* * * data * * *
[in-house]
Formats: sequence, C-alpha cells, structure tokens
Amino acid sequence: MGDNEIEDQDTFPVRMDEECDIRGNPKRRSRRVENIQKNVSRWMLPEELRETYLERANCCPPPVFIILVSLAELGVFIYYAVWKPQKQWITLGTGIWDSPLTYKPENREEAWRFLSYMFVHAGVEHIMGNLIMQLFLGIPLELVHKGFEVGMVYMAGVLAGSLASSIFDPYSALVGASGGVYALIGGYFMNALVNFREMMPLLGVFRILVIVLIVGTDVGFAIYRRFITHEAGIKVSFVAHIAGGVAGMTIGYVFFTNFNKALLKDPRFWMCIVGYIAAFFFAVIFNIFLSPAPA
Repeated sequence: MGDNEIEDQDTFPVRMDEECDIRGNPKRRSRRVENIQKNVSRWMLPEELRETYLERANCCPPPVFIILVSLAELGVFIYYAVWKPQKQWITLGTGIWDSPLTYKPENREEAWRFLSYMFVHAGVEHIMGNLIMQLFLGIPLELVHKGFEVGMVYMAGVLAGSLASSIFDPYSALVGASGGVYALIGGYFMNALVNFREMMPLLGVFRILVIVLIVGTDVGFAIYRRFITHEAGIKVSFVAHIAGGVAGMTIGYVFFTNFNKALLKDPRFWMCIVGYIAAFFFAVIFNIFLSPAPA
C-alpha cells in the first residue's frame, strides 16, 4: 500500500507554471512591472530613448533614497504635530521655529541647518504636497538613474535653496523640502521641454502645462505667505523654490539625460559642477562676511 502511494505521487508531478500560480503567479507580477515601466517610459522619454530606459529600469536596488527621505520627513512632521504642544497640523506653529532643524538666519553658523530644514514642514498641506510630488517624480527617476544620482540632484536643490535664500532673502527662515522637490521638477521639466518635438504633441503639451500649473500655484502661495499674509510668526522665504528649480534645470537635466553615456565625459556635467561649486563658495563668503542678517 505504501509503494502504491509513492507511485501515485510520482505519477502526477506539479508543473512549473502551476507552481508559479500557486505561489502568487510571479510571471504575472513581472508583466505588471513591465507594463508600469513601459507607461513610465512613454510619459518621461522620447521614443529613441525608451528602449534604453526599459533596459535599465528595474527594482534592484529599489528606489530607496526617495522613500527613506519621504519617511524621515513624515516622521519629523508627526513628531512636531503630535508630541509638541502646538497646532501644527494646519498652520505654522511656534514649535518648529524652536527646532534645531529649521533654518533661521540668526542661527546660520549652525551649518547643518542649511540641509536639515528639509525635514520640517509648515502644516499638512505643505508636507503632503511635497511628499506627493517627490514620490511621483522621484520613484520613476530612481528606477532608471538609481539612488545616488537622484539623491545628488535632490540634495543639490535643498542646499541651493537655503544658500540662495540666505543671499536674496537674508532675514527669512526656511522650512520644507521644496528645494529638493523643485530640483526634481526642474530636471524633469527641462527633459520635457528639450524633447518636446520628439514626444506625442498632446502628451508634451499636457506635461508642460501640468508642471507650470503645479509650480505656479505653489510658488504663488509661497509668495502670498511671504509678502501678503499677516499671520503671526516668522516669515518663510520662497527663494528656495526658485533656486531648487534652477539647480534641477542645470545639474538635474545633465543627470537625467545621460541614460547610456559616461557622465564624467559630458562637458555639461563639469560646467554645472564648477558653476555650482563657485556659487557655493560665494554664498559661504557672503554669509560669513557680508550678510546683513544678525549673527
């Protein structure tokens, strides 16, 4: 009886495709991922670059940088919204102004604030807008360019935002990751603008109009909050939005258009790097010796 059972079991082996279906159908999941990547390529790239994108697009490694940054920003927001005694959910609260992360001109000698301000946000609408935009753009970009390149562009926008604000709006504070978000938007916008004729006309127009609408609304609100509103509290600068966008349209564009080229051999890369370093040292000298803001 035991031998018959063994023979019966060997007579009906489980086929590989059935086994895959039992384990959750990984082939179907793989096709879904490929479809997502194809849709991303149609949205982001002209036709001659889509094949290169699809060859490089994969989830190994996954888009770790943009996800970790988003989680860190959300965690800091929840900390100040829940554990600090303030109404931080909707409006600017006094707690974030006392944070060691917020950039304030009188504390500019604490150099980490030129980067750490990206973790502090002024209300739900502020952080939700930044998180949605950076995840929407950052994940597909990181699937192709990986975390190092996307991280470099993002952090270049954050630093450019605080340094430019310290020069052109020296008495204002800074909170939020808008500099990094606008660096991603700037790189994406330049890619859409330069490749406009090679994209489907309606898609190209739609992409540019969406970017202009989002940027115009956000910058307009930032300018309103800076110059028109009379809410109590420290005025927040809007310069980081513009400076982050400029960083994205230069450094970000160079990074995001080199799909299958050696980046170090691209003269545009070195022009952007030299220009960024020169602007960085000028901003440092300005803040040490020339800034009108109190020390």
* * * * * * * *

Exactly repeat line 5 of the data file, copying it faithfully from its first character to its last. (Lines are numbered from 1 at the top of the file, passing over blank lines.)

C-alpha cells in the first residue's frame, strides 16, 4: 500500500507554471512591472530613448533614497504635530521655529541647518504636497538613474535653496523640502521641454502645462505667505523654490539625460559642477562676511 502511494505521487508531478500560480503567479507580477515601466517610459522619454530606459529600469536596488527621505520627513512632521504642544497640523506653529532643524538666519553658523530644514514642514498641506510630488517624480527617476544620482540632484536643490535664500532673502527662515522637490521638477521639466518635438504633441503639451500649473500655484502661495499674509510668526522665504528649480534645470537635466553615456565625459556635467561649486563658495563668503542678517 505504501509503494502504491509513492507511485501515485510520482505519477502526477506539479508543473512549473502551476507552481508559479500557486505561489502568487510571479510571471504575472513581472508583466505588471513591465507594463508600469513601459507607461513610465512613454510619459518621461522620447521614443529613441525608451528602449534604453526599459533596459535599465528595474527594482534592484529599489528606489530607496526617495522613500527613506519621504519617511524621515513624515516622521519629523508627526513628531512636531503630535508630541509638541502646538497646532501644527494646519498652520505654522511656534514649535518648529524652536527646532534645531529649521533654518533661521540668526542661527546660520549652525551649518547643518542649511540641509536639515528639509525635514520640517509648515502644516499638512505643505508636507503632503511635497511628499506627493517627490514620490511621483522621484520613484520613476530612481528606477532608471538609481539612488545616488537622484539623491545628488535632490540634495543639490535643498542646499541651493537655503544658500540662495540666505543671499536674496537674508532675514527669512526656511522650512520644507521644496528645494529638493523643485530640483526634481526642474530636471524633469527641462527633459520635457528639450524633447518636446520628439514626444506625442498632446502628451508634451499636457506635461508642460501640468508642471507650470503645479509650480505656479505653489510658488504663488509661497509668495502670498511671504509678502501678503499677516499671520503671526516668522516669515518663510520662497527663494528656495526658485533656486531648487534652477539647480534641477542645470545639474538635474545633465543627470537625467545621460541614460547610456559616461557622465564624467559630458562637458555639461563639469560646467554645472564648477558653476555650482563657485556659487557655493560665494554664498559661504557672503554669509560669513557680508550678510546683513544678525549673527